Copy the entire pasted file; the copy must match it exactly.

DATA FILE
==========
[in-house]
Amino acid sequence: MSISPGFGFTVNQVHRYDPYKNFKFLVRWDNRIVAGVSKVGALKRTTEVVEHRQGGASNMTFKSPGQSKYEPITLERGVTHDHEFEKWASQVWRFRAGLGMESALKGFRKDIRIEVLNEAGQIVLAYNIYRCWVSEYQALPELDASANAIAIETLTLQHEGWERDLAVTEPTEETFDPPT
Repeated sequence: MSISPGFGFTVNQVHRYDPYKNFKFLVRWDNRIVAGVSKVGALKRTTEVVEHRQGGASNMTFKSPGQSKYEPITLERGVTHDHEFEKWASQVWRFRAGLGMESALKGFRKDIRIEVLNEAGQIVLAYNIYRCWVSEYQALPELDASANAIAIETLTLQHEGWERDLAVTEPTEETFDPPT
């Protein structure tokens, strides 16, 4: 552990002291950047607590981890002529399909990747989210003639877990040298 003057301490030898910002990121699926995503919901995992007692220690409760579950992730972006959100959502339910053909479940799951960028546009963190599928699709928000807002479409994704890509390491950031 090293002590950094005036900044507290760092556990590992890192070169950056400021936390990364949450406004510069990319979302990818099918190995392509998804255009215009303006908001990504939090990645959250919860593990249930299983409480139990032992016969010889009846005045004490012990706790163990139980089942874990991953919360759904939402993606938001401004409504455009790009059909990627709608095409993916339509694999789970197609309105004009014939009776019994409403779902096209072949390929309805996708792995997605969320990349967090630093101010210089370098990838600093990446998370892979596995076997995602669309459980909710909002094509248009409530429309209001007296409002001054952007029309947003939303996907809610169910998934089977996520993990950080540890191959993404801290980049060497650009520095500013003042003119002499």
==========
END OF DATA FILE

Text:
[in-house]
Amino acid sequence: MSISPGFGFTVNQVHRYDPYKNFKFLVRWDNRIVAGVSKVGALKRTTEVVEHRQGGASNMTFKSPGQSKYEPITLERGVTHDHEFEKWASQVWRFRAGLGMESALKGFRKDIRIEVLNEAGQIVLAYNIYRCWVSEYQALPELDASANAIAIETLTLQHEGWERDLAVTEPTEETFDPPT
Repeated sequence: MSISPGFGFTVNQVHRYDPYKNFKFLVRWDNRIVAGVSKVGALKRTTEVVEHRQGGASNMTFKSPGQSKYEPITLERGVTHDHEFEKWASQVWRFRAGLGMESALKGFRKDIRIEVLNEAGQIVLAYNIYRCWVSEYQALPELDASANAIAIETLTLQHEGWERDLAVTEPTEETFDPPT
């Protein structure tokens, strides 16, 4: 552990002291950047607590981890002529399909990747989210003639877990040298 003057301490030898910002990121699926995503919901995992007692220690409760579950992730972006959100959502339910053909479940799951960028546009963190599928699709928000807002479409994704890509390491950031 090293002590950094005036900044507290760092556990590992890192070169950056400021936390990364949450406004510069990319979302990818099918190995392509998804255009215009303006908001990504939090990645959250919860593990249930299983409480139990032992016969010889009846005045004490012990706790163990139980089942874990991953919360759904939402993606938001401004409504455009790009059909990627709608095409993916339509694999789970197609309105004009014939009776019994409403779902096209072949390929309805996708792995997605969320990349967090630093101010210089370098990838600093990446998370892979596995076997995602669309459980909710909002094509248009409530429309209001007296409002001054952007029309947003939303996907809610169910998934089977996520993990950080540890191959993404801290980049060497650009520095500013003042003119002499």